This was a massive intelligence and security failure. Once again our border officials seem to have been lax in scrutinizing people coming into the United States from countries that are far from friendly. Would greater diligence amount to ethnic profiling? Probably so. But there is no natural right to come into the United States. It is a privilege. I have foreign friends who have been denied even tourist visas. And it's crazy that hard-working Haitians are harassed when they come to our shores and are then shipped back, while some quack Muslim cleric like Abdul Rahman, the prophet of the first World Trade Center bombing, is courteously ushered in. I know that many Arabs come here for the same good reasons others come: a free and good life for themselves and their children. Like other visitors and immigrants, we should scrutinize them carefully and then let them in and wish them well. But there are other Arabs and Muslims who want to bring their fanaticism with them, and some of that fanaticism is criminal. And we should make sure it stays in the Middle East, unless of course the great Scandinavian moralizers want to take them in. I find it nutty that among the proposals for how to solve the problem of the Palestinian refugees is for the United States to take some of them in. This would be importing certified resenters.
Maybe Osama bin Laden will turn out to be the prime organizer of this sneak attack on America. After all, in June he promised he would pull off something like this, soon. And when he denied culpability the day after the disaster, he added that he was happy it happened. Still, I doubt the guilt stops with him. Muslim terrorism is an amorphous and intricate vortex, but an integrated one. It receives help from many places and people--help in arms, training, disguises, passports, money, morale, and the fanatic fervor of the faithful. Many Saudis--maybe even the monarchy itself--finance it, if only to keep it engaged abroad and out of Riyadh. The very secular Syrian and Iraqi tyrannies facilitate the operations of all kinds of religious extremists as long as they make war against the regimes' enemies. It is time to intensify the military pressure on Baghdad before it gains nuclear capacity, and for Damascus to be held responsible for its indispensable patronage of Hezbollah, a certified ally of bin Laden's war on the West. It is no mystery which governments harbor these madmen, and they should now be quaking with fear.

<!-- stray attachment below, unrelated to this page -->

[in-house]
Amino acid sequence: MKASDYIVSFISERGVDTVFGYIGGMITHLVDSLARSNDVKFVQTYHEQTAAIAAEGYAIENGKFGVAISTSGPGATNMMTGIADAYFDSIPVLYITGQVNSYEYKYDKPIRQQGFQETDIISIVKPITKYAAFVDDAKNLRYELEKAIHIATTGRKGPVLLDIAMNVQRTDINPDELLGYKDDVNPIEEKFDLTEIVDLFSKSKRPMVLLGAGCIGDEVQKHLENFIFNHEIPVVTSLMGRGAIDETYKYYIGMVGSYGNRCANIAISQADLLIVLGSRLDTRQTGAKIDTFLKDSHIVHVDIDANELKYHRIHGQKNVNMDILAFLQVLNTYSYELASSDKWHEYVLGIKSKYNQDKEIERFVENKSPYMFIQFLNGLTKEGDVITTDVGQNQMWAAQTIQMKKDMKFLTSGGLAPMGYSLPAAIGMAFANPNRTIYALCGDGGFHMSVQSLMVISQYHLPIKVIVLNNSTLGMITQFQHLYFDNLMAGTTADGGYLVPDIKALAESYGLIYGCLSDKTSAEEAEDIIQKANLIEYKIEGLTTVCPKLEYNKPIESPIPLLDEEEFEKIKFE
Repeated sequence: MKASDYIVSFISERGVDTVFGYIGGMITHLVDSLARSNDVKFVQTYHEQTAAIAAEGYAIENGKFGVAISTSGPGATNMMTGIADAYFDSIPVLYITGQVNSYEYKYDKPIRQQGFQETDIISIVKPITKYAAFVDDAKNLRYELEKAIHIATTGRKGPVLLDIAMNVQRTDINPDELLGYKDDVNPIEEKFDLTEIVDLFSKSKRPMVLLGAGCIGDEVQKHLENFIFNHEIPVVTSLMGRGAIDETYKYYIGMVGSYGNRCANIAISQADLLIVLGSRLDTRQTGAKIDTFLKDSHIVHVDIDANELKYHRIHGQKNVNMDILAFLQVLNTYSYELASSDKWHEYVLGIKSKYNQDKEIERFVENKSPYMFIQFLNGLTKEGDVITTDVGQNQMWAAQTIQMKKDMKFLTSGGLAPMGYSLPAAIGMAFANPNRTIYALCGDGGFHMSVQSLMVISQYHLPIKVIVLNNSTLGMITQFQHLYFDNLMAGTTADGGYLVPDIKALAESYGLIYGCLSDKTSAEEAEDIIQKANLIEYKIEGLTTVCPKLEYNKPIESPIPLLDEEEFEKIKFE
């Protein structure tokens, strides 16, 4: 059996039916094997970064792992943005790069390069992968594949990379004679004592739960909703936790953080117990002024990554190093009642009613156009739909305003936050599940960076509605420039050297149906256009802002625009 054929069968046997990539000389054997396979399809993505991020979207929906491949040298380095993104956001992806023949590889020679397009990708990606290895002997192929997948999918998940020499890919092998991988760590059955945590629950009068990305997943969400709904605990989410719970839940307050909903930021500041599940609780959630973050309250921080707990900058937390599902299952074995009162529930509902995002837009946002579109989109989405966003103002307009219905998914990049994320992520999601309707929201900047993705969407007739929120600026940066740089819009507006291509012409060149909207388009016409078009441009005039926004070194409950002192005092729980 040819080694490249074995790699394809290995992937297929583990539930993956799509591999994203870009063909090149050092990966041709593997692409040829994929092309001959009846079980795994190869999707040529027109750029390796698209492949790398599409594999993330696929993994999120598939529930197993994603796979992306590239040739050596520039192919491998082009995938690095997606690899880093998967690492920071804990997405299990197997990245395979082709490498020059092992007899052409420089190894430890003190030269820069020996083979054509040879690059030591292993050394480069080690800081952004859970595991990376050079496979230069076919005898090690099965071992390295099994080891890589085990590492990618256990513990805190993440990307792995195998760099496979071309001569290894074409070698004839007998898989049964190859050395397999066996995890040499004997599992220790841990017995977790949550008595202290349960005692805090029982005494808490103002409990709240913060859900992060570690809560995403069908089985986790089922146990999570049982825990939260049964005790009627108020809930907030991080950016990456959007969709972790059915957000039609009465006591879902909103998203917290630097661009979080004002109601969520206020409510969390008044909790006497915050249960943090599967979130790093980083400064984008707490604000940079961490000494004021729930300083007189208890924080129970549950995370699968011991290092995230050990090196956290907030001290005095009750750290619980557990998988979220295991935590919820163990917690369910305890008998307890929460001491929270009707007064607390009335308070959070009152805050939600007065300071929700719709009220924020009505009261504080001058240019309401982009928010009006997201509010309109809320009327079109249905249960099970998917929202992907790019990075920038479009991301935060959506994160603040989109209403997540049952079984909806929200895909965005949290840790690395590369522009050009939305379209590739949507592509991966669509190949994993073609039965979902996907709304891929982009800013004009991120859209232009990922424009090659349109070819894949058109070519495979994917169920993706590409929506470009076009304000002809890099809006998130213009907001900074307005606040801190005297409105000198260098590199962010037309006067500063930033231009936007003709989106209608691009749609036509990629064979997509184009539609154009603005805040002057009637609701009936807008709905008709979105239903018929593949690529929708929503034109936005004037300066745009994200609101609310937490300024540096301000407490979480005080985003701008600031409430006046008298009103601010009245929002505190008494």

But much of this does appear to be a mystery to Peter Jennings, who warned against stigmatizing Islamic groups and raised the rush to judgment over Oklahoma City. But this is a figment of Jennings's imagination; commentators have, in fact, been quite scrupulous. And what, after all, if Islamic terrorists didn't do it? Haven't they done enough without this spectacular satanic achievement? Jennings's solicitude does not surprise me. I first saw Jennings on ABC when, as a young TV journalist, he reported from the Munich Olympics. And I was filled with disgust that his subsequent career has only deepened. At Munich--I still remember it, 30 years later--Jennings tried to explain away the abductions and massacre of the young Israeli athletes. His theme: The Palestinians were helpless and desperate. Ipso facto, they were driven to murder. That's life.
Wednesday was a day of national mourning in Israel, of mourning for the innocent Americans murdered in ways to which Israelis are long accustomed. This is a fraternity bonded in blood. All over Palestine, however, multitudes assembled and screamed with joy, "God is great!" This ugliness is probably spontaneous, but in its own official newspaper, Al hayat al Jadida, the Palestinian Authority declared: "The suicide bombers of today are the noble successors of their noble predecessors ... the Lebanese suicide bombers who taught the US Marines a tough lesson (in Lebanon) ... and then with no preconditions, threw the last of the remaining enemy (Israeli) soldiers out of the (security) zone. These suicide bombers are the salt of the earth, the engines of history ... they are the most honorable among us." Sad to say, we Americans no longer need any instructions in how it feels to be an Israeli. The murderers in the skies have taught us all too well. We are all Israelis now.MARTIN PERETZ is editor-in-chief and chairman of TNR.
©2001 - The New Republic